To her supporters, Valdez is merely publicity-shy, preferring to work behind the scenes while careful not to roil the county commissioners who control her department's purse strings. It's this mild-mannered approach that paved the way for a $5 million budget increase for her department. They also praise her for not exacting revenge against the employees who supported her opponent, Danny Chandler, a seemingly unremarkable gesture that's not always extended in the petty world of Dallas County politics.
Most of all, they say, Valdez has quietly restored a sense of normalcy to the department after the final years of Bowles, which saw him routinely battle the commissioners and his employees, face an indictment alleging he misused campaign funds and beat back calls for his resignation.
"Her biggest challenge has been overcoming the stigma she inherited when she came in," says Kate Menges, a Republican activist, past chair of the North Texas Crime Commission and a member of Valdez's transition team. "She's come in to a low-morale sinking ship, and she has had to rebuild the ship and put it back to smooth sailing. I think she's done a wonderful job."
County Commissioner Maureen Dickey concedes that while some wish Valdez would keep a higher profile, the sheriff has quietly been very open to new, reform-minded programs at the jail. "From my view, she is a person who has real compassion for the people in the jail and really wants to see that they are helped," Dickey says. "From the standpoint of caring about the inmates, there has been a definite improvement."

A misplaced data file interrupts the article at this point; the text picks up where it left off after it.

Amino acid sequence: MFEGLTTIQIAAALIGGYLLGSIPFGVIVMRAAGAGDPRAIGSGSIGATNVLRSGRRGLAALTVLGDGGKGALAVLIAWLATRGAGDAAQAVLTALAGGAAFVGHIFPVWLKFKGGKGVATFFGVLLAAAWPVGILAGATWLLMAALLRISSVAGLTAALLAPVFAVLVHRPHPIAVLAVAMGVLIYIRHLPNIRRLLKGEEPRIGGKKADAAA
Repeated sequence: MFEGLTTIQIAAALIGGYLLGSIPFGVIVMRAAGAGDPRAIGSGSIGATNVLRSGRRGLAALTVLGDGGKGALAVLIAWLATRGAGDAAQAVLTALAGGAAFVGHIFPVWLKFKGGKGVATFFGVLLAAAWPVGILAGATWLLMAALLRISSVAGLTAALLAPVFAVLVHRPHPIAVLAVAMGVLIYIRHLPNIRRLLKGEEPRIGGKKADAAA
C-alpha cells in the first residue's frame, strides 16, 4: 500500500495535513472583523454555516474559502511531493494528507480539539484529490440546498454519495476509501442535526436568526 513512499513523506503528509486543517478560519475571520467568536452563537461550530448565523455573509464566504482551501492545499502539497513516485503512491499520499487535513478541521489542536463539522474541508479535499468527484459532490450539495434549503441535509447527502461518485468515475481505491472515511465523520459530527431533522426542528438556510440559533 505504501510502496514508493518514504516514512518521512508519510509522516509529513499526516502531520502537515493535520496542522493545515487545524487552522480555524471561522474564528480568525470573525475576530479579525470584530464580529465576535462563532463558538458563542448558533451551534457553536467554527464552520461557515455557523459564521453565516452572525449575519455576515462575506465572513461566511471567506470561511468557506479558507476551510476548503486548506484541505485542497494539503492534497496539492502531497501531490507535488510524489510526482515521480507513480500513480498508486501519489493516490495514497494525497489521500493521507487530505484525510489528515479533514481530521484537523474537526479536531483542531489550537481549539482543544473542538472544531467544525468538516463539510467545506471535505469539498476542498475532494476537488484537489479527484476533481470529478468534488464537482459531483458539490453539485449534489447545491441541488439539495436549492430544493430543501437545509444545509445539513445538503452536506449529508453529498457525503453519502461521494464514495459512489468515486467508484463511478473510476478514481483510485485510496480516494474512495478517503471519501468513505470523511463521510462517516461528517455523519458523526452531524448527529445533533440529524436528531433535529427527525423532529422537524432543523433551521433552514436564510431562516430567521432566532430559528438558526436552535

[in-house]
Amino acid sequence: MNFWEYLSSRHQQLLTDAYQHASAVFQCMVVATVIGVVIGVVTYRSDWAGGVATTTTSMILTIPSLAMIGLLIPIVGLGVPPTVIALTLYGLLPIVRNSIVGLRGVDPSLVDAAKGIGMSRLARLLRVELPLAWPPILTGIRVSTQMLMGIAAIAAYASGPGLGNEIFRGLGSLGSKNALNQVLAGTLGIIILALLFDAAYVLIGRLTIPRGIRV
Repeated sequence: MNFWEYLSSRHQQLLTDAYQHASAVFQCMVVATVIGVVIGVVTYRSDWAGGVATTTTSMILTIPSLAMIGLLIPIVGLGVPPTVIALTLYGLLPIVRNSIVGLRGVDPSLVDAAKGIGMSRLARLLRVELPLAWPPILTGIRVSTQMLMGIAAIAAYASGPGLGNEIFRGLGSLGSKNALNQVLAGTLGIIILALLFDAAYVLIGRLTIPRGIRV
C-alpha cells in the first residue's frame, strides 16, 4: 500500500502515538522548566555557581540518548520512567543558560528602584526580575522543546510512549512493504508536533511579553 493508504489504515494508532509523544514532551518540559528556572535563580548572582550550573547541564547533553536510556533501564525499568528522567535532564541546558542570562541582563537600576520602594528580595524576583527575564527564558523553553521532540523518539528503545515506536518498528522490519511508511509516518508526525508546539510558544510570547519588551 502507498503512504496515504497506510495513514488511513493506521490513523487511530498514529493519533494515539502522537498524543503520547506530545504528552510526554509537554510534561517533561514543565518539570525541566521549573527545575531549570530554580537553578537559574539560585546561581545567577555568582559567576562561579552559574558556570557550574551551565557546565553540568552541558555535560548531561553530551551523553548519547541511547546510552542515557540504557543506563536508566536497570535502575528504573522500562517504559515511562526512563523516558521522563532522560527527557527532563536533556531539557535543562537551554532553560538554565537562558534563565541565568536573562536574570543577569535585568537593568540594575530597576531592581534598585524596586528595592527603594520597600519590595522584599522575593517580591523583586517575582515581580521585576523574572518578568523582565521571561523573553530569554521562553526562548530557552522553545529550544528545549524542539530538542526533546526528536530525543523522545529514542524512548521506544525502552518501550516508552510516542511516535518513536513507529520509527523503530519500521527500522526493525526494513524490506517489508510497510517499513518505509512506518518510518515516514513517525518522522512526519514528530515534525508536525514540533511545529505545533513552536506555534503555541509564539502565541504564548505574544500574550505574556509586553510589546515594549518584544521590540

But Dickey acknowledges that she is not on the front lines. Those who witness how the jail operates on a daily basis, from advocates to judges to lawyers, don't see what exactly the sheriff has done to fix the entrenched problems at the lockup. To some, she's just not up to the challenge of reforming a jail whose conditions were grim enough to attract the attention of the U.S. Justice Department.
"I can't think of one thing she has changed," says defense attorney Deandra Grant. "I don't think she was qualified for that job to begin with. It's not a Democrat or Republican issue. I think she just took a job that was too big for her."
In 2003, Bowles' fortunes began to turn. County commissioners began squabbling with him about overtime pay, which ran $7 million over budget. Employees complained of low morale. Later that year a special prosecutor and the FBI began investigating Bowles' salutary relationship with Jack Madera, a longtime friend who won a $20 million food service contract from the Sheriff's Department while he had lavished thousands of dollars in dinners and trips on Bowles.
At the same time, disturbing stories of inmate neglect began to abound. In February 2003, the sister of Clarence Lee Grant, a 51-year-old inmate who suffered from paranoid schizophrenia, found her brother weak, disheveled and barely able to speak. She was horrified and informed the guards about her brother's condition. They allegedly told her that he was fine. Two days later, Grant was dead.